House Speaker John Boehner stated Sunday that a majority of his Republican colleagues continue to stand by their demand that any negotiations over reopening the federal government need to be tied directly to talks over Obamacare. The speaker also warned that Congress would not approve an increase in the nation's debt limit unless the president negotiated with congressional Republicans.
Boehner's comments come as Monday will mark the seventh day of the federal government shutdown. And to complicate matters, the White House has warned the country will no longer be able to meet its financial obligations unless its borrowing power is extended by Oct. 17. The speaker said it was imperative for the president to negotiate with Republicans.
"We're not going to pass a clean debt limit increase," Boehner said, appearing on ABC's "This Week." "I told the president, there's no way we're going to pass one. The votes are not in the House to pass a clean debt limit. And the president is risking default by not having a conversation with us."
Speaking on the government shutdown, Boehner said he stood with his fellow Republicans and emphasized that it was important to "stand and and fight" against the Affordable Care Act.
"I and my members decided the threat of Obamacare and what was happening was so important that it was time for us to take a stand. And we took a stand," the Ohio Republican said. Later in the interview, Boehner said Republicans were making this stand now because they believe the new healthcare law will have negative, long-term consequences for the country.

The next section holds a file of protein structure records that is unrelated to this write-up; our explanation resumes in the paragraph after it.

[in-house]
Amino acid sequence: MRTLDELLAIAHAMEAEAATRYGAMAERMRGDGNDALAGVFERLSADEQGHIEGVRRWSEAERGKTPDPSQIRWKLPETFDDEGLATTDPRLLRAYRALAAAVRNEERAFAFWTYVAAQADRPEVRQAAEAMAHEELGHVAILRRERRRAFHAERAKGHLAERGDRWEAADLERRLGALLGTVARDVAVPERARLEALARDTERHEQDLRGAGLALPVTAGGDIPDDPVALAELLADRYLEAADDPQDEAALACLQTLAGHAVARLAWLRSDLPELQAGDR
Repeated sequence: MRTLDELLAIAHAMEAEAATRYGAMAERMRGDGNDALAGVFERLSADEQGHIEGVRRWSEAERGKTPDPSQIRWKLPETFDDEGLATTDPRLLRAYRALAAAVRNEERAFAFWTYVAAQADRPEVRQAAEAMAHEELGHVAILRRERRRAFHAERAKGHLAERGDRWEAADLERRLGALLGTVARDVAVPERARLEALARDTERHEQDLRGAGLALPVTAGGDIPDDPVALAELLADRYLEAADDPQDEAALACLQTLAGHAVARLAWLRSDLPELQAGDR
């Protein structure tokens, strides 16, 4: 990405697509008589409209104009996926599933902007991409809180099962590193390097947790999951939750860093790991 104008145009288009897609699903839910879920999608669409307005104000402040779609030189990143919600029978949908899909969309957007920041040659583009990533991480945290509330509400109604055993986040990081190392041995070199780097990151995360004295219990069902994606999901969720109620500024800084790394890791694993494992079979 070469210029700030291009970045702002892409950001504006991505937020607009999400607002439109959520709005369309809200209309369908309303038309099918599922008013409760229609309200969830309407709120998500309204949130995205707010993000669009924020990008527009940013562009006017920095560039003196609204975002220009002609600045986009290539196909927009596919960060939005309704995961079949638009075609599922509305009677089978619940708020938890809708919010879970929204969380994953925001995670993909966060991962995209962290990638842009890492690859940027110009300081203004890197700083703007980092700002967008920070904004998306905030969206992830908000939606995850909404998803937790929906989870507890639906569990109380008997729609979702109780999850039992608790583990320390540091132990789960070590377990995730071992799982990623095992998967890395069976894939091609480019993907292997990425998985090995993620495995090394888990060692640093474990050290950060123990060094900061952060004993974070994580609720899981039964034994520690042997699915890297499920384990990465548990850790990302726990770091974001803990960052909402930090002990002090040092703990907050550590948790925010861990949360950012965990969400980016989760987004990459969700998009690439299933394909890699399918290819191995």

"I have 233 Republicans in the House," Boehner said. "And you've never seen a more dedicated group of people who are thoroughly concerned about the future of our country. They believe that Obamacare, all these regulations coming out of the administration, are threatening the future for our kids and our grandkids. It is time for us to stand and fight."
House Minority Leader Nancy Pelosi said Saturday that she has 195 House Democrats who would support a resolution in line with a budget that has received support from 21 House Republicans to fund the federal government. But, for now, Boehner seems to be dismissing this option.
"This fight was going to come, one way or another. We're in the fight. We don't want to shut the government down," Boehner said, pointing to a series of piecemeal bills the House has passed to fund certain parts of the government, but that the Democratic-controlled Senate refuses to take up. The speaker was particularly critical of Senate Majority Leader Harry Reid and he criticized Reid's negotiating tactic as "my way or the highway."
"That's what he's saying. Complete surrender and then we'll talk to you."